If the colder weather has you thinking non-stop about food, why not focus on the seasonal foods that are actually good for you, instead of reaching for unhealthy choices?
Below, Jean Hailes naturopath Sandra Villella talks about her tips and winter-food winners, explaining how they can help you through the colder months and how to get more of these ingredients into your daily diet.
Change up to warm up
When winter hits and the outside temperature drops, it's a good idea to change your food choices to suit the season, explains Sandra. "Move away from the summery health foods of cold salads and smoothies, and warm up from the inside by eating more cooked and warm foods," she says. "Many of us do this automatically and start to crave winter-warming meals such as soups and stews in the colder months."
You can also increase the warming power of food by adding certain herbs and spices. Ginger, cinnamon, cardamom, nutmeg and allspice can be used in both sweet and savoury dishes for an added kick of warmth. Add a pinch or two of your favourites as you cook your porridge, soup or roasted vegies.
Herbal teas to help you through
Instead of warming up with another tea or coffee, Sandra suggests having your favourite herbal teas close at hand, either at work or home. "Ginger tea has been traditionally used to boost circulation, it's anti-inflammatory and wonderfully calming to the digestive system. Real chai tea [not powdered] is another good option, it can be bought as a tea blend and is made with a combination of warming herbs and spices."
An added bonus of drinking herbal teas in winter is that they help you to stay hydrated if you don't feel like drinking water in the colder weather.
Pumpkin, sweet potato & carrots
To satisfy the 'carb' cravings that often come with winter, Sandra suggests including these orange-coloured options.
Pumpkin, sweet potato and carrots are excellent sources of beta-carotene, a nutrient that the body can convert to vitamin A and use to aid our immune system. It helps to form our body's first line of defence against colds, viruses and other infections that are common in the colder months.
Sweet potatoes can be used wherever you would use regular potatoes – mashed, roasted or steamed – and contain more beneficial nutrients than their paler cousins. Roasted carrots add a naturally sweet element to other vegetables or a roast.
Start your dinner with soup
Having a small bowl of vegie soup before your main meal is a great way to boost your daily vegetable intake. It can also help to manage potential winter weight gain, by reducing the amount of food you eat in the meal overall.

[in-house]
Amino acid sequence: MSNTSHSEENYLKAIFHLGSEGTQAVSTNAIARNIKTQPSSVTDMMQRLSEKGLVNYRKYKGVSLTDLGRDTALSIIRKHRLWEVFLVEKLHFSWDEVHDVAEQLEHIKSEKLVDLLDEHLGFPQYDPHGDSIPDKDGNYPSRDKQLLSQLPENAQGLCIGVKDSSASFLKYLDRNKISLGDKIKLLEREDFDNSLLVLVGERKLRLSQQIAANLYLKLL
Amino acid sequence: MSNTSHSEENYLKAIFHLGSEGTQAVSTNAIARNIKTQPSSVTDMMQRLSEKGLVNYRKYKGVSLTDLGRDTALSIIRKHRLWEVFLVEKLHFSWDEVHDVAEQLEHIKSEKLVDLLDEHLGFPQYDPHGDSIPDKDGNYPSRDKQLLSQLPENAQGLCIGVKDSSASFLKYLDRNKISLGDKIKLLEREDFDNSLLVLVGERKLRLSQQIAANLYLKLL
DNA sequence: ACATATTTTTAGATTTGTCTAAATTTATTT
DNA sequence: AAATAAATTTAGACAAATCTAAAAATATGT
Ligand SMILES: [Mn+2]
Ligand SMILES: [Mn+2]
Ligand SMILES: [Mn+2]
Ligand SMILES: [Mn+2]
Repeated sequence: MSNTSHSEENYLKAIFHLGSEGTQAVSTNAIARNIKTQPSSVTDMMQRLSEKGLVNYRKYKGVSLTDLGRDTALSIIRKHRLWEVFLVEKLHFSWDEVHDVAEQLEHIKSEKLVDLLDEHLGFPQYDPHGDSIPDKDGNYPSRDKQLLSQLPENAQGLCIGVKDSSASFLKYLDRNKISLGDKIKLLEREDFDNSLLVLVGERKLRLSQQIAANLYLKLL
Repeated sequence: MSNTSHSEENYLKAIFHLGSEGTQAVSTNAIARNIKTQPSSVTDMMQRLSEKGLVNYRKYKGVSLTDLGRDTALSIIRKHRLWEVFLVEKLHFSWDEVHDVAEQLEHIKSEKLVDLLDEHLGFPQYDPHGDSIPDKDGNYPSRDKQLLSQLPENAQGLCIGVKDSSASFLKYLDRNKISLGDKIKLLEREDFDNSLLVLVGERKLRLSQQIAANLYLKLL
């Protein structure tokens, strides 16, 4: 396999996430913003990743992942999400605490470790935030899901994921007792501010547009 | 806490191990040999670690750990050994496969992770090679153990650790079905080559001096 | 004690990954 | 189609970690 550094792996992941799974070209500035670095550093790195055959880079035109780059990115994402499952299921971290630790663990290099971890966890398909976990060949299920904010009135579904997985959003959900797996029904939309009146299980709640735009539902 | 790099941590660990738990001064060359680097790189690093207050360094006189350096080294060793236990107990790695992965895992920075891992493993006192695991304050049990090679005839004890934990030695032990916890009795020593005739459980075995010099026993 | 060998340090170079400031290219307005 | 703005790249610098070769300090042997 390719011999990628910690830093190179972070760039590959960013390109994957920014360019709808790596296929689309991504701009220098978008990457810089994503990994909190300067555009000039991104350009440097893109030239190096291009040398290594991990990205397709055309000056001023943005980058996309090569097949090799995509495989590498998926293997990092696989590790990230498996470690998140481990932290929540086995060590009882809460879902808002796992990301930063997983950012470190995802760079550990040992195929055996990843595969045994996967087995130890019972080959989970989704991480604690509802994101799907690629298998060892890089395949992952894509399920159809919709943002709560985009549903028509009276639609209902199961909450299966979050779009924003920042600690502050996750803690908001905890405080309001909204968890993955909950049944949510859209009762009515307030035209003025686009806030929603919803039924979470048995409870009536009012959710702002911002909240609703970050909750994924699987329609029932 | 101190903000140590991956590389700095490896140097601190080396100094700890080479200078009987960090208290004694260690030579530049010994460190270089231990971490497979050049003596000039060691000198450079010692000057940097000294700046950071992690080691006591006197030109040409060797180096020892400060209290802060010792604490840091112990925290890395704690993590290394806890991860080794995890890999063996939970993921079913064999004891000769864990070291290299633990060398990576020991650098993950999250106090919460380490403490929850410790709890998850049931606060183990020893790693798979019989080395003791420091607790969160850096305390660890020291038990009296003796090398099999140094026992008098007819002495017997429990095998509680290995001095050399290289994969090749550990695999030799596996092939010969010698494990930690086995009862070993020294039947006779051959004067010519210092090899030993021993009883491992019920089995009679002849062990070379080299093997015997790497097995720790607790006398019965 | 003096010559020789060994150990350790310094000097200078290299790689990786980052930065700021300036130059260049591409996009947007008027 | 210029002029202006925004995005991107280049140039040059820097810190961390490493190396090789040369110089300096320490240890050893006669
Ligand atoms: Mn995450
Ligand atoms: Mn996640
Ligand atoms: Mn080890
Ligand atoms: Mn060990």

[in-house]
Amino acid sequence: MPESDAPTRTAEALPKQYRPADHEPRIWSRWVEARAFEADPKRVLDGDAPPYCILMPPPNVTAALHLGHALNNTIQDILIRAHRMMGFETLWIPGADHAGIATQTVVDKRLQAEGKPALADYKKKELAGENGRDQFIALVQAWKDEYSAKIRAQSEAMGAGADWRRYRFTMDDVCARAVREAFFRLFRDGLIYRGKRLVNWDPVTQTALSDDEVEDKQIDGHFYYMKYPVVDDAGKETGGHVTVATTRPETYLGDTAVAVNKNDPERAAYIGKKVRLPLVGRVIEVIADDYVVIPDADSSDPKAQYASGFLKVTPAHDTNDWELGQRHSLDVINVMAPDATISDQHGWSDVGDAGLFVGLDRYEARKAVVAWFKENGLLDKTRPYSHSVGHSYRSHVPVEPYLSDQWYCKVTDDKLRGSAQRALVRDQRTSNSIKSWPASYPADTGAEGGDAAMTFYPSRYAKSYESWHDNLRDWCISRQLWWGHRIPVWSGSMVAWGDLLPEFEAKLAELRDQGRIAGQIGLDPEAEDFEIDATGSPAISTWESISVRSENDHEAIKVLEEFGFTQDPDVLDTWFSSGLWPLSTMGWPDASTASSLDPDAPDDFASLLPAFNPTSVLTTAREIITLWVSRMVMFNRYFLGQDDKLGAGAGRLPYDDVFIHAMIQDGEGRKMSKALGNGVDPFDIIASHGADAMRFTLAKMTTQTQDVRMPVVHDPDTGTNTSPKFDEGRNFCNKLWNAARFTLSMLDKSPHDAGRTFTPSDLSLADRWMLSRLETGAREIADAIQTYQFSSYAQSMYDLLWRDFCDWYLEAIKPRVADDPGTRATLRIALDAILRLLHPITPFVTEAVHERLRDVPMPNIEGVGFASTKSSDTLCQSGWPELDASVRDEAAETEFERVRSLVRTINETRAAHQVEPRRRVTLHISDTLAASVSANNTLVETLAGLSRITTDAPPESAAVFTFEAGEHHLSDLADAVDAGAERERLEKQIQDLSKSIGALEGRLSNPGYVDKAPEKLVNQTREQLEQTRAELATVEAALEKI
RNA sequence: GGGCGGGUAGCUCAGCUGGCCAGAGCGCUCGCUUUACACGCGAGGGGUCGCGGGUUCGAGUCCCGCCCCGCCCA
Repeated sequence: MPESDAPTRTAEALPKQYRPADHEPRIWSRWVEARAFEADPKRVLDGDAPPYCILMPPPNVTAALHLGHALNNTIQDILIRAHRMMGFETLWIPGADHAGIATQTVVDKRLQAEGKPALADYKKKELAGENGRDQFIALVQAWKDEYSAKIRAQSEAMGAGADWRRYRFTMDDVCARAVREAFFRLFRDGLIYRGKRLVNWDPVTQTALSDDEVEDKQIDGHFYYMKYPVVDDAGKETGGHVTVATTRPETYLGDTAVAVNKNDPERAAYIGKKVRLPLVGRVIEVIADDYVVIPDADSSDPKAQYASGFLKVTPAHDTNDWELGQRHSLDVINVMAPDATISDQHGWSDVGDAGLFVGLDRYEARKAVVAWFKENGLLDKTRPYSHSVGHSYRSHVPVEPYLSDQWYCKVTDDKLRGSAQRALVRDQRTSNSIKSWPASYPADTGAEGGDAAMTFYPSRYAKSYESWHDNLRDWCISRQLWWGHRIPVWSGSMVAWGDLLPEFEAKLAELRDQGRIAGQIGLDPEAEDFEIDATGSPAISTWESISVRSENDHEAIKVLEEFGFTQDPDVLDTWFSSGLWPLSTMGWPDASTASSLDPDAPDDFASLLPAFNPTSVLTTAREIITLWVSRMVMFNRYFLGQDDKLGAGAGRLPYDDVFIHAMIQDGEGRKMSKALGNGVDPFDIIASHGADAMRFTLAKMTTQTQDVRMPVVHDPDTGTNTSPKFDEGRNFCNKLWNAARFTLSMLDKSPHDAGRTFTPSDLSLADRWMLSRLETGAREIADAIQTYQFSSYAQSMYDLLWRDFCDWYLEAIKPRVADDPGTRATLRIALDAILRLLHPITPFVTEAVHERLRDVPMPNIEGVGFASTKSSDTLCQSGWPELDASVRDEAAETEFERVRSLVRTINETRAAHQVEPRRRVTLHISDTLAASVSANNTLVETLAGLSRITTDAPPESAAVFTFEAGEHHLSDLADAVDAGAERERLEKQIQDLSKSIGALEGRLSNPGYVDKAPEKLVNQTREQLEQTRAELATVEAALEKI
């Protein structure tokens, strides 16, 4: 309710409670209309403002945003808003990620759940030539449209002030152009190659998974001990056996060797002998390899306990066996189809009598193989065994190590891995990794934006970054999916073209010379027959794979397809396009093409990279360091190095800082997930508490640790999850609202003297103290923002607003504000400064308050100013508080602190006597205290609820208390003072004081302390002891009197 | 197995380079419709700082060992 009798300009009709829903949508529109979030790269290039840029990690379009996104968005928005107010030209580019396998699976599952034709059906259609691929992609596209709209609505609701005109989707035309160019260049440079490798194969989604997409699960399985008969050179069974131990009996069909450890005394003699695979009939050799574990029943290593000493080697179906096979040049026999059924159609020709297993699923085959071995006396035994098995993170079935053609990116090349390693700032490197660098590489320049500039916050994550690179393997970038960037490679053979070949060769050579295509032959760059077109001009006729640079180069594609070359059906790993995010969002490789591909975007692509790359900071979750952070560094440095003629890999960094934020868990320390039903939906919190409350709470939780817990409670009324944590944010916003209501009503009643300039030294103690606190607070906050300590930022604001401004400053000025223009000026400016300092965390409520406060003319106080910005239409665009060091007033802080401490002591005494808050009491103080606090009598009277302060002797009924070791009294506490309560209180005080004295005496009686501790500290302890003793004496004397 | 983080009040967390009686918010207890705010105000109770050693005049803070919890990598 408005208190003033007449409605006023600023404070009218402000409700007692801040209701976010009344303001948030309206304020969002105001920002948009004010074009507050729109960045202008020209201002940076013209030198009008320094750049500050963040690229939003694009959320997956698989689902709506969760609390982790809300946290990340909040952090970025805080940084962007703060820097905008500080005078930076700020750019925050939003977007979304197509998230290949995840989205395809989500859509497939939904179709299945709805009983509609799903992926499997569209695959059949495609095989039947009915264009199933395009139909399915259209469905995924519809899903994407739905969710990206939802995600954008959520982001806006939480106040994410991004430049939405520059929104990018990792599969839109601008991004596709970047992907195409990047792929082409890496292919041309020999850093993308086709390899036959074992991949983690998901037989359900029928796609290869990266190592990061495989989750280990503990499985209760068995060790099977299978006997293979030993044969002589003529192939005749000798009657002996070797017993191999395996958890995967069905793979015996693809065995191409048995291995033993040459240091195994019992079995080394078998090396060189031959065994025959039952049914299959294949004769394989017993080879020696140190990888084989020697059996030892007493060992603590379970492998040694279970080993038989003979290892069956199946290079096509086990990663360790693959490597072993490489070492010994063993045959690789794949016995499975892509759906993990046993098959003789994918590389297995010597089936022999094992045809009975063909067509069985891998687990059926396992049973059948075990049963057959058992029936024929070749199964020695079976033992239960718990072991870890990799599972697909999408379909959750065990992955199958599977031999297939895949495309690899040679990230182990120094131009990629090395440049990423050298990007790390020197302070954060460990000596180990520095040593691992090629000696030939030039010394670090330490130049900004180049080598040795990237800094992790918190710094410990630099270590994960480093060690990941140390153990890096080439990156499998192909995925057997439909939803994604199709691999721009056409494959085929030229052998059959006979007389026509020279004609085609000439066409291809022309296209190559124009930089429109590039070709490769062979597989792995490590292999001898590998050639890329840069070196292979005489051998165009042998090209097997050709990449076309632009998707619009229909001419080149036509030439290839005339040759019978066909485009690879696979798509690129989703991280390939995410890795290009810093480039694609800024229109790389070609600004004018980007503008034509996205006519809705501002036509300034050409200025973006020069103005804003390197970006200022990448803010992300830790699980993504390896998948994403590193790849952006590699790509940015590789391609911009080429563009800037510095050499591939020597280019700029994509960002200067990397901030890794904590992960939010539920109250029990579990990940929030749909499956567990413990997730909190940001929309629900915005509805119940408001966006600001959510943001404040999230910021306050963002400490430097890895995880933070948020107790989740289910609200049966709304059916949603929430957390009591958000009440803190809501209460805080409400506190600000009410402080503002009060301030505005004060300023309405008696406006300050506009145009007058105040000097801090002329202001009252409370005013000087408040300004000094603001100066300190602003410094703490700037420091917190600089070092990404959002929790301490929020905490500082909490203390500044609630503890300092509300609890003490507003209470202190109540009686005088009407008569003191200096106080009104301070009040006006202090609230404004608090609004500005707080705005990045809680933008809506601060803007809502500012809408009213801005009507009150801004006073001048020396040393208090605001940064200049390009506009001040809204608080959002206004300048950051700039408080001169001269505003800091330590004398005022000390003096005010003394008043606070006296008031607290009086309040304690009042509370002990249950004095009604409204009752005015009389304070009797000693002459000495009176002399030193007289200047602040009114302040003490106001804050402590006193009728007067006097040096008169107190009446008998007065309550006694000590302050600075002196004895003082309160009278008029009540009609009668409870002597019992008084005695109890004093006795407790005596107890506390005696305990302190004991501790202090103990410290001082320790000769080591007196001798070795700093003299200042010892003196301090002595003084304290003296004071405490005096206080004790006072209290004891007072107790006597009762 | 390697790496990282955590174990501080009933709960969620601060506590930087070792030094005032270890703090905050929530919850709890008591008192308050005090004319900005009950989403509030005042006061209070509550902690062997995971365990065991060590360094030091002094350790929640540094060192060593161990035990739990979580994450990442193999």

Here is a basic recipe to follow: sauté some garlic and onion or leek, add all of your favourite soup vegetables and a good stock, simmer until done. Serve with an optional dollop of pesto.
Soups can also form the whole meal and makes excellent leftovers for lunch. Sandra's cauliflower and cannellini bean soup is a delicious and extremely quick meal to prepare, especially suited for the winter months when cauliflower is in season. Some of her other favourite combinations are lentil, barley and vegetable, chicken and vegetable, and lamb shanks and vegetable.
For soups that take a little longer to make, Sandra recommends making a big batch and freezing easy-portioned sizes for the weeks ahead.
Don't skip the protein
A key nutrient to pay attention to during winter is zinc. This mineral helps our immune system to recognise and destroy invading bacteria and viruses, so being low in zinc can make you more likely to pick up winter bugs.
Protein foods are the best sources of zinc, says Sandra.
"Always include a fist-sized portion of protein at every meal," she says. "Animal sources of protein are meats, eggs, fish and dairy. Lower amounts are found in vegetable sources such as pulses/legumes; for example beans, chickpeas and lentils, as well as seeds and nuts.
"The zinc in these vegetable sources is more available if they are sprouted, so soaking overnight in water starts this sprouting process."
Chermoula is a paste rich in warming spices and winter-winning nutrients. A recipe that originated in North Africa, it's often on standby in Sandra's fridge, ready to be whipped out and used in a variety of ways.
Chermoula can be used as a marinade for meats (think lamb or chicken), as a sauce for fish, seafood or vegetarian dishes, or to spice up a winter soup – just add a generous drizzle/dollop to serve.
It packs a punch of flavour and is guaranteed to add some zing to a wintry day.
Sandra's winter-warming chermoula paste (variation of Neil Perry's original recipe)
Juice of 1 lemon
½ bunch flat leaf parsley
1 red onion, peeled and sliced
4 cloves of garlic
1 tablespoon sea salt
1 teaspoon of fresh grated ginger
1 teaspoon ground cumin
½ teaspoon ground turmeric
½ cup extra virgin olive oil
Place all ingredients except for the oil into a food processor, process ingredients and slowly add the oil until it forms a wet paste. Store in a jar in the fridge and use as a marinade, sauce or paste.
Find out more about healthy eating and access more recipes and quick tips by visiting the Jean Hailes Kitchen.